"That the Executive will, on the first day of January aforesaid, by proclamation, designate the States and parts of States, if any, in which the people thereof, respectively, shall then be in rebellion against the United States; and the fact that any State, or the people thereof, shall on that day be, in good faith, represented in the Congress of the United States by members chosen thereto at elections wherein a majority of the qualified voters of such State shall have participated, shall, in the absence of strong countervailing testimony, be deemed conclusive evidence that such State, and the people thereof, are not then in rebellion against the United States."
Now, therefore I, Abraham Lincoln, President of the United States, by virtue of the power in me vested as Commander-in-Chief, of the Army and Navy of the United States in time of actual armed rebellion against the authority and government of the United States, and as a fit and necessary war measure for suppressing said rebellion, do, on this first day of January, in the year of our Lord one thousand eight hundred and sixty-three, and in accordance with my purpose so to do publicly proclaimed for the full period of one hundred days, from the day first above mentioned, order and designate as the States and parts of States wherein the people thereof respectively, are this day in rebellion against the United States, the following, to wit:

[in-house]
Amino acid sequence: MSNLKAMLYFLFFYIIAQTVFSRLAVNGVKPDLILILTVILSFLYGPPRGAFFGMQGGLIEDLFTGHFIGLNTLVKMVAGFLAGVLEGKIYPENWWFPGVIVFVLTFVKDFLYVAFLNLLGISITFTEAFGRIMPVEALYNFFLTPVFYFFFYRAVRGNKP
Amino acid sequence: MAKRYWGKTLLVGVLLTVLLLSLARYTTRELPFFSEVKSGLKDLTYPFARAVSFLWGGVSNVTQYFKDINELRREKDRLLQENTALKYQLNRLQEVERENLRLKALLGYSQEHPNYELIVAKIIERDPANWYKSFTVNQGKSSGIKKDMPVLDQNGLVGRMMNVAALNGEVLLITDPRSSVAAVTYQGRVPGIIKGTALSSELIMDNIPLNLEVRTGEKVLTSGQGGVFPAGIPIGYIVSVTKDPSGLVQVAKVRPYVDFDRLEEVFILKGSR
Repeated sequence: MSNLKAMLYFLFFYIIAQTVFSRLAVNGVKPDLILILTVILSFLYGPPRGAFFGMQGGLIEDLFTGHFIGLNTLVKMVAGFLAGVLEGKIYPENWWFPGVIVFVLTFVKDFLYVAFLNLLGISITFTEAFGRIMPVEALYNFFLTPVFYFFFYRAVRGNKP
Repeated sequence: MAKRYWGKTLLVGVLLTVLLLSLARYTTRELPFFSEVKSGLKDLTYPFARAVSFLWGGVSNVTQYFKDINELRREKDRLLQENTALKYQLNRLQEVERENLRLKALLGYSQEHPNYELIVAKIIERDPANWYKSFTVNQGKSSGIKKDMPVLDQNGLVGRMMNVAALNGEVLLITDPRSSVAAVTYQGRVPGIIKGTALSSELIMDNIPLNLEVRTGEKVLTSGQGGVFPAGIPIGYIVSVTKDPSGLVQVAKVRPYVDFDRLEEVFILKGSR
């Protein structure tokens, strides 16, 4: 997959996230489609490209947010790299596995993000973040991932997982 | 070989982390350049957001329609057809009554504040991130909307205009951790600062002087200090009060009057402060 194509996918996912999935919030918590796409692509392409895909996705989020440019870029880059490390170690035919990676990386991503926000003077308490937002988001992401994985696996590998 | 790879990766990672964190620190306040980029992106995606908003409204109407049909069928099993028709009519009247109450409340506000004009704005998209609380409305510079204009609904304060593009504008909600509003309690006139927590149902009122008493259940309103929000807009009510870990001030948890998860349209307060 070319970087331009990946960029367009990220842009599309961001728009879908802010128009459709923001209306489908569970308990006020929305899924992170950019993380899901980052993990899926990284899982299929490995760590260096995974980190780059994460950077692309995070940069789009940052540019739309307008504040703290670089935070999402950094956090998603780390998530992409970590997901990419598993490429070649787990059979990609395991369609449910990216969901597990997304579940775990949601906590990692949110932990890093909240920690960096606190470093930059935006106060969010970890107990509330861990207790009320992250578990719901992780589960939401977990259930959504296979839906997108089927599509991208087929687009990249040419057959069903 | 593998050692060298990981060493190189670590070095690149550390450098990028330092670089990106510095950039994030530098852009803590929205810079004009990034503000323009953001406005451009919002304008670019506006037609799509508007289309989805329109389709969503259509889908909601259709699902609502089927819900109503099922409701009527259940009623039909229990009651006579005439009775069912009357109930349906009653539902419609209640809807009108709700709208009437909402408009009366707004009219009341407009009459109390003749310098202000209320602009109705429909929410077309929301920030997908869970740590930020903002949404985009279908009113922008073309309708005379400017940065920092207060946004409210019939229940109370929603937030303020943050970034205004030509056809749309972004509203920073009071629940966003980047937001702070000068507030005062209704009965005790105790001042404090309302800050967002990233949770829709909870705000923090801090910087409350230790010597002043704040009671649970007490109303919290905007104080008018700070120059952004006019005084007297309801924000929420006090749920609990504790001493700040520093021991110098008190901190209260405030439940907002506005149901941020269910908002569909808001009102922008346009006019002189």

Arkansas, Texas, Louisiana, (except the Parishes of St. Bernard, Plaquemines, Jefferson, St. John, St. Charles, St. James Ascension, Assumption, Terrebonne, Lafourche, St. Mary, St. Martin, and Orleans, including the City of New Orleans) Mississippi, Alabama, Florida, Georgia, South Carolina, North Carolina, and Virginia, (except the forty-eight counties designated as West Virginia, and also the counties of Berkley, Accomac, Northampton, Elizabeth City, York, Princess Ann, and Norfolk, including the cities of Norfolk and Portsmouth[)], and which excepted parts, are for the present, left precisely as if this proclamation were not issued.
And by virtue of the power, and for the purpose aforesaid, I do order and declare that all persons held as slaves within said designated States, and parts of States, are, and henceforward shall be free; and that the Executive government of the United States, including the military and naval authorities thereof, will recognize and maintain the freedom of said persons.
And I hereby enjoin upon the people so declared to be free to abstain from all violence, unless in necessary self-defence; and I recommend to them that, in all cases when allowed, they labor faithfully for reasonable wages.
And I further declare and make known, that such persons of suitable condition, will be received into the armed service of the United States to garrison forts, positions, stations, and other places, and to man vessels of all sorts in said service.
And upon this act, sincerely believed to be an act of justice, warranted by the Constitution, upon military necessity, I invoke the considerate judgment of mankind, and the gracious favor of Almighty God.
In witness whereof, I have hereunto set my hand and caused the seal of the United States to be affixed.
Done at the City of Washington, this first day of January, in the year of our Lord one thousand eight hundred and sixty three, and of the Independence of the United States of America the eighty-seventh.
By the President: ABRAHAM LINCOLN
WILLIAM H. SEWARD, Secretary of State.
The Emancipation Proclamation
This article is licensed under the GNU Free Documentation License. It uses material from the Wikipedia article "Emancipation Proclamation"